Okay. Who of you has implemented a data mapper for forms before? Okay, one, two, three. Okay. 10 or 20 or so. So I'm not so many and yes, I think it's really the hardest solution, but we want to explain it nonetheless to show you. Um, and I think it's, if you've never used it before, it might be quite fast, but it's not the point to explain data mappers, we just want to show that it's possible to use data mappers as a solution to decouple and use rich domain models. Yes. So our controller now looks again the same as it was in our first solution when we were using the anemic domain, which basically means that we are now again binding the product entity to the form.

And the form is the part where things changed now. First we introduced a new price object which is just extracting the price related properties from the product and put it into a new model. And now we have a data mapper, so a custom data mapper. The form component ships with a default one, but we cannot use that. Um, so we add a new one here and we just say, okay, The data mapper that we want to use is implemented inside, this product type. You could also move it into another class that doesn't really matter here and a data mapper has two methods, methods. The first one is this one is called mapDataToForms and it's populating the form with the initial initial data. So we, basically here take the subtypes and set the data based on the model that was passed here. So the data variable is our product entity.

And after the form has been submitted, we must remap the data from the form into our entity and this was the part where things are a little bit more complicated now because we don't have any setter methods anymore. Um, so we are first getting the data from the form, comparing them to the data inside our entity, and then we call our state transitions, state transitioning methods. So for example, rename here or here, we are moving our product into a different category or the price changes and we are calling this method in this case.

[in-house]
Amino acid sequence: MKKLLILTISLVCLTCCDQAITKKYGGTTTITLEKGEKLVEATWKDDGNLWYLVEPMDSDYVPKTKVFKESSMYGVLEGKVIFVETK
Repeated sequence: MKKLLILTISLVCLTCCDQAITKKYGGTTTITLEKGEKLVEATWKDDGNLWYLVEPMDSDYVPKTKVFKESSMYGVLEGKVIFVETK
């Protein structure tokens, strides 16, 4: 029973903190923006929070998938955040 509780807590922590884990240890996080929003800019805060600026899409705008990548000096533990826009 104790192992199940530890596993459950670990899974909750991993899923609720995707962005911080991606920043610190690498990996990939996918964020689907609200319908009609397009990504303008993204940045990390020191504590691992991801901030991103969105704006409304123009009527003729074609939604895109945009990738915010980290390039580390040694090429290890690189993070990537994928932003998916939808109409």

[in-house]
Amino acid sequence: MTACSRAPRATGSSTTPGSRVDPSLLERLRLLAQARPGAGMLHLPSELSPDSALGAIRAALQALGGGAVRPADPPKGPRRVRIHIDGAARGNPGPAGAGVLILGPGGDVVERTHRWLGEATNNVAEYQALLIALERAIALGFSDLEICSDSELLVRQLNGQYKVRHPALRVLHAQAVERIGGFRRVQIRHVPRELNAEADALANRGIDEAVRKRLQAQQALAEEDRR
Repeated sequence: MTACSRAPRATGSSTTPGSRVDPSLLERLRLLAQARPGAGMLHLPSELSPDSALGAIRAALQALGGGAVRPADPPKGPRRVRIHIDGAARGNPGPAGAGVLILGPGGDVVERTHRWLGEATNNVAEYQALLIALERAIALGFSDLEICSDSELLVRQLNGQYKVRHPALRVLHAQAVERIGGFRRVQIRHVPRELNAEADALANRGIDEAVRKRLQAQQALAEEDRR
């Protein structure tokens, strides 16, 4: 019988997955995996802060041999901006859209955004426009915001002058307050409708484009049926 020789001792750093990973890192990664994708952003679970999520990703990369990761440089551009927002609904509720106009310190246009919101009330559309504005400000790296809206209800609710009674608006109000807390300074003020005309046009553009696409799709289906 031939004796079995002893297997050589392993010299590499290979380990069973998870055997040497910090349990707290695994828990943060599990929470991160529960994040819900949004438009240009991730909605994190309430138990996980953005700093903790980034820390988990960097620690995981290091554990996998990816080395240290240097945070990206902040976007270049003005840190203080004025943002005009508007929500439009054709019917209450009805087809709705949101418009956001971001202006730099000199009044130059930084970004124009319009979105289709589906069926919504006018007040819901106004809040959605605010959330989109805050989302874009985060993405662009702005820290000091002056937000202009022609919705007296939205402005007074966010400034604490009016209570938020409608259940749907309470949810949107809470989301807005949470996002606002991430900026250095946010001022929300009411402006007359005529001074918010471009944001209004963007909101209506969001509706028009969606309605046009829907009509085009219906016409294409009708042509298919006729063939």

When we are creating a new product, we need to make sure that the form is as populate a new product entity is populated with the submitted data and we are doing this here with the empty data option. Passing it a closure where we get the form and we can extract all the data from the form and pass it to the constructor of our product entity. We need to make sure here that we catch all the exceptions that could occur so that the user does not see an internal server error, but we can present them some kind of a nicer error message.

The data flow, it's still the same, or basically the same. Here's a little bit, a little difference that you can see because we now have the price as an additional nested element, but that's just a small detail here. Yeah, we moved the price values to a lower type, right, so we have a price type right now. Submitted data is still the same. The user does not change what they want to enter there and you can see here that the controller now is the same as in the first example. The request was handled again and here is the difference, we are now not not, the FormType still is bound to the product entity, but the important part now is that we have created our own data method that is used here. And the resulting Product, that's the important part is still maintained. We are basically changing what's happening when our form is handled, but we're not changing our model.